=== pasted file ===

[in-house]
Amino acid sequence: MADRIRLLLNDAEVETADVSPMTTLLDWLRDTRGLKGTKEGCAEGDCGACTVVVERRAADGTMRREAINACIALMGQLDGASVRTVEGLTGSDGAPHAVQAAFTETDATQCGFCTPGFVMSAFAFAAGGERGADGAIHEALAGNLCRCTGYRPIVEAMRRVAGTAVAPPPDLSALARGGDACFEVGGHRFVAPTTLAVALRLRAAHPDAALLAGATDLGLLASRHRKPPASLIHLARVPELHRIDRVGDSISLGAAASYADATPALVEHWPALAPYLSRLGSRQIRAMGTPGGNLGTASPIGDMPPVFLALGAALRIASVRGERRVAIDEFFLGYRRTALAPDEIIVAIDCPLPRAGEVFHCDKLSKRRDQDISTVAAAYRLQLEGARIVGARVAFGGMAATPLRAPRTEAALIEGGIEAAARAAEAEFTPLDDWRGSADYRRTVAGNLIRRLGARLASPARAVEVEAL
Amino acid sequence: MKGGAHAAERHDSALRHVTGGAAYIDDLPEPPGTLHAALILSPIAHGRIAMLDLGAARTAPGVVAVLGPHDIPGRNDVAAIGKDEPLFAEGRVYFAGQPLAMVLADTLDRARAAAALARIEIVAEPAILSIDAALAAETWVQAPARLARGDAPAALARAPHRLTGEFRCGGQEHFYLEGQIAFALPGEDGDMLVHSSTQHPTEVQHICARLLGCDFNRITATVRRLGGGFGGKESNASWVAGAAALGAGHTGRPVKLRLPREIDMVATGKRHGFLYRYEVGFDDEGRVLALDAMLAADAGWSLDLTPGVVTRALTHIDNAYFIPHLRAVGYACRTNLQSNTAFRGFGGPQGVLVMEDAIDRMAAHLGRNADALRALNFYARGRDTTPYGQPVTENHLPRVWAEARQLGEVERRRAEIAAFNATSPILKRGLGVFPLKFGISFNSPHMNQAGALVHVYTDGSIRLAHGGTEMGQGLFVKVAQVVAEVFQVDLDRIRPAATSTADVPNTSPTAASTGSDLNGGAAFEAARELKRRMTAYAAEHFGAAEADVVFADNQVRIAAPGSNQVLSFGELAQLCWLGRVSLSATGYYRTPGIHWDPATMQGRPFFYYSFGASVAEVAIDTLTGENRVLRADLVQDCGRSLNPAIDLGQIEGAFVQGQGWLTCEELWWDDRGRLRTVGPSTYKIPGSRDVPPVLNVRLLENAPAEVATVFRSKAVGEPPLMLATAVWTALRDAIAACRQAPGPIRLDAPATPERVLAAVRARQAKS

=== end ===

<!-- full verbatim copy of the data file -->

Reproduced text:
[in-house]
Amino acid sequence: MADRIRLLLNDAEVETADVSPMTTLLDWLRDTRGLKGTKEGCAEGDCGACTVVVERRAADGTMRREAINACIALMGQLDGASVRTVEGLTGSDGAPHAVQAAFTETDATQCGFCTPGFVMSAFAFAAGGERGADGAIHEALAGNLCRCTGYRPIVEAMRRVAGTAVAPPPDLSALARGGDACFEVGGHRFVAPTTLAVALRLRAAHPDAALLAGATDLGLLASRHRKPPASLIHLARVPELHRIDRVGDSISLGAAASYADATPALVEHWPALAPYLSRLGSRQIRAMGTPGGNLGTASPIGDMPPVFLALGAALRIASVRGERRVAIDEFFLGYRRTALAPDEIIVAIDCPLPRAGEVFHCDKLSKRRDQDISTVAAAYRLQLEGARIVGARVAFGGMAATPLRAPRTEAALIEGGIEAAARAAEAEFTPLDDWRGSADYRRTVAGNLIRRLGARLASPARAVEVEAL
Amino acid sequence: MKGGAHAAERHDSALRHVTGGAAYIDDLPEPPGTLHAALILSPIAHGRIAMLDLGAARTAPGVVAVLGPHDIPGRNDVAAIGKDEPLFAEGRVYFAGQPLAMVLADTLDRARAAAALARIEIVAEPAILSIDAALAAETWVQAPARLARGDAPAALARAPHRLTGEFRCGGQEHFYLEGQIAFALPGEDGDMLVHSSTQHPTEVQHICARLLGCDFNRITATVRRLGGGFGGKESNASWVAGAAALGAGHTGRPVKLRLPREIDMVATGKRHGFLYRYEVGFDDEGRVLALDAMLAADAGWSLDLTPGVVTRALTHIDNAYFIPHLRAVGYACRTNLQSNTAFRGFGGPQGVLVMEDAIDRMAAHLGRNADALRALNFYARGRDTTPYGQPVTENHLPRVWAEARQLGEVERRRAEIAAFNATSPILKRGLGVFPLKFGISFNSPHMNQAGALVHVYTDGSIRLAHGGTEMGQGLFVKVAQVVAEVFQVDLDRIRPAATSTADVPNTSPTAASTGSDLNGGAAFEAARELKRRMTAYAAEHFGAAEADVVFADNQVRIAAPGSNQVLSFGELAQLCWLGRVSLSATGYYRTPGIHWDPATMQGRPFFYYSFGASVAEVAIDTLTGENRVLRADLVQDCGRSLNPAIDLGQIEGAFVQGQGWLTCEELWWDDRGRLRTVGPSTYKIPGSRDVPPVLNVRLLENAPAEVATVFRSKAVGEPPLMLATAVWTALRDAIAACRQAPGPIRLDAPATPERVLAAVRARQAKS